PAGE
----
The Slatest

El Salvador Will Become First Country to Adopt Bitcoin as Legal Tender, President Says

Salvadoran President Nayib Bukele delivers a news conference at a hotel in San Salvador, on February 28, 2021.
Salvadoran President Nayib Bukele delivers a news conference at a hotel in San Salvador, on February 28, 2021. STANLEY ESTRADA/Getty Images

El Salvador’s President Nayib Bukele said he will send a bill to Congress next week to make Bitcoin legal tender in the Central American country. The 39-year-old president, known for his autocratic tendencies and his penchant for Twitter as his preferred mode of communication, made the announcement in a recorded message that was played at a Bitcoin conference in Miami Saturday. If Congress approves the plan, El Salvador will become the first country in the world to formally adopt the digital currency. Bukele is extremely popular in the country and his party enjoys a supermajority in the Legislative Assembly so anything put forward by the president has a strong likelihood of being approved.

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“Next week I will send to Congress a bill that will make Bitcoin a legal tender in El Salvador,” Bukele said. “In the short term this will generate jobs and help provide financial inclusion to thousands outside the formal economy and in the medium and long term we hope that this small decision can help us push humanity at least a tiny bit into the right direction.”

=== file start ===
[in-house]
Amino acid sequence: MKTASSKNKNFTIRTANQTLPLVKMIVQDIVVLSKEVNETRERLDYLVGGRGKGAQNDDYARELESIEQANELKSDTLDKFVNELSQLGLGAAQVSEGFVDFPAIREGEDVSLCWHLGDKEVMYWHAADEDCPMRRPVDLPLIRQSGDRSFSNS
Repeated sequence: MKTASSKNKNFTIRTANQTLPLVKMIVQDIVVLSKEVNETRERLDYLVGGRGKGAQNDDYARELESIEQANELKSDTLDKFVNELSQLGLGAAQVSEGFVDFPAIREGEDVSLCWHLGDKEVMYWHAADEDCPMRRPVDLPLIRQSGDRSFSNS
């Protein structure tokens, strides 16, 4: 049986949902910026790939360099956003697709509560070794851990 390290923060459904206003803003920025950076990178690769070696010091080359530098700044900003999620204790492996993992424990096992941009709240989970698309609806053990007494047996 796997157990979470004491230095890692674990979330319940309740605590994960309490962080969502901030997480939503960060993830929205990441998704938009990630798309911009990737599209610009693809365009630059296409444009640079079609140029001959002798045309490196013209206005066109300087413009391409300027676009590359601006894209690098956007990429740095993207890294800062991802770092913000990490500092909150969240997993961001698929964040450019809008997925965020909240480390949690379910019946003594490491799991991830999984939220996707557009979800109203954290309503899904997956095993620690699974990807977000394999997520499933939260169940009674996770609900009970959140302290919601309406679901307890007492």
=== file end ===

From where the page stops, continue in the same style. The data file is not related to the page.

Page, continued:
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El Salvador’s official currency is the U.S. dollar and about one-quarter of its population lives in the United States. The money that migrants send home accounts for more than 20 percent of the country’s gross domestic product. Last year alone, El Salvador’s citizens who live in the United States sent more than $6 billion in remittances. Bitcoin could be “the fastest growing way” to get remittances into the country, Bukele said in a series of tweets, adding that “a big chunk of those 46 billion dollars is lost to intermediaries.” He also characterized the decision as one that would help the approximately 70 percent of people who don’t have bank accounts.

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Details on how the plan will be implemented remain scant although Bukele said El Salvador is partnering with digital finance company Strike to figure out the logistics of the move. “This is the shot heard ‘round the world for bitcoin,” Strike founder and CEO Jack Mallers, who introduced Bukele’s video at the Miami conference, said. Even if all the details haven’t been figured out, the announcement appeared to be a boon both to Bitcoin advocates and Bukele. “It is a move which is likely to bolster Bitcoin’s image as the ‘currency of the future’ and President Bukele’s standing among his supporters as an innovator,” notes the BBC’s Will Grant.

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